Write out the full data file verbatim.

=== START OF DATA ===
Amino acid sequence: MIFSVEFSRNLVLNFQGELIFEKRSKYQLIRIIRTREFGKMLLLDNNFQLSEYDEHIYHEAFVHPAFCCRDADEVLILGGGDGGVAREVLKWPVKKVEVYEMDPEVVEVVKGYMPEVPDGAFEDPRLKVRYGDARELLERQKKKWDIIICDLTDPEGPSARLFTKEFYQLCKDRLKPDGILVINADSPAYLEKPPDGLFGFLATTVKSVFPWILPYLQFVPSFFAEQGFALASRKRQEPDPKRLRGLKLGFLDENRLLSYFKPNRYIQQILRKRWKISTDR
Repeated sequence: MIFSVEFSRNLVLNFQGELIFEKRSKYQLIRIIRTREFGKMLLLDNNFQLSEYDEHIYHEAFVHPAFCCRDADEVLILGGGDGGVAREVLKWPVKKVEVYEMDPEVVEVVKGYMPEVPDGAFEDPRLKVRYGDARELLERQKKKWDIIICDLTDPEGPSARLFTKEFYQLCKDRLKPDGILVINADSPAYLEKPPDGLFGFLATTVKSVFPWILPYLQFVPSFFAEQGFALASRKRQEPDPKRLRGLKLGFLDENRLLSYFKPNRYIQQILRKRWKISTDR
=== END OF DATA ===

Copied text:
Amino acid sequence: MIFSVEFSRNLVLNFQGELIFEKRSKYQLIRIIRTREFGKMLLLDNNFQLSEYDEHIYHEAFVHPAFCCRDADEVLILGGGDGGVAREVLKWPVKKVEVYEMDPEVVEVVKGYMPEVPDGAFEDPRLKVRYGDARELLERQKKKWDIIICDLTDPEGPSARLFTKEFYQLCKDRLKPDGILVINADSPAYLEKPPDGLFGFLATTVKSVFPWILPYLQFVPSFFAEQGFALASRKRQEPDPKRLRGLKLGFLDENRLLSYFKPNRYIQQILRKRWKISTDR
Repeated sequence: MIFSVEFSRNLVLNFQGELIFEKRSKYQLIRIIRTREFGKMLLLDNNFQLSEYDEHIYHEAFVHPAFCCRDADEVLILGGGDGGVAREVLKWPVKKVEVYEMDPEVVEVVKGYMPEVPDGAFEDPRLKVRYGDARELLERQKKKWDIIICDLTDPEGPSARLFTKEFYQLCKDRLKPDGILVINADSPAYLEKPPDGLFGFLATTVKSVFPWILPYLQFVPSFFAEQGFALASRKRQEPDPKRLRGLKLGFLDENRLLSYFKPNRYIQQILRKRWKISTDR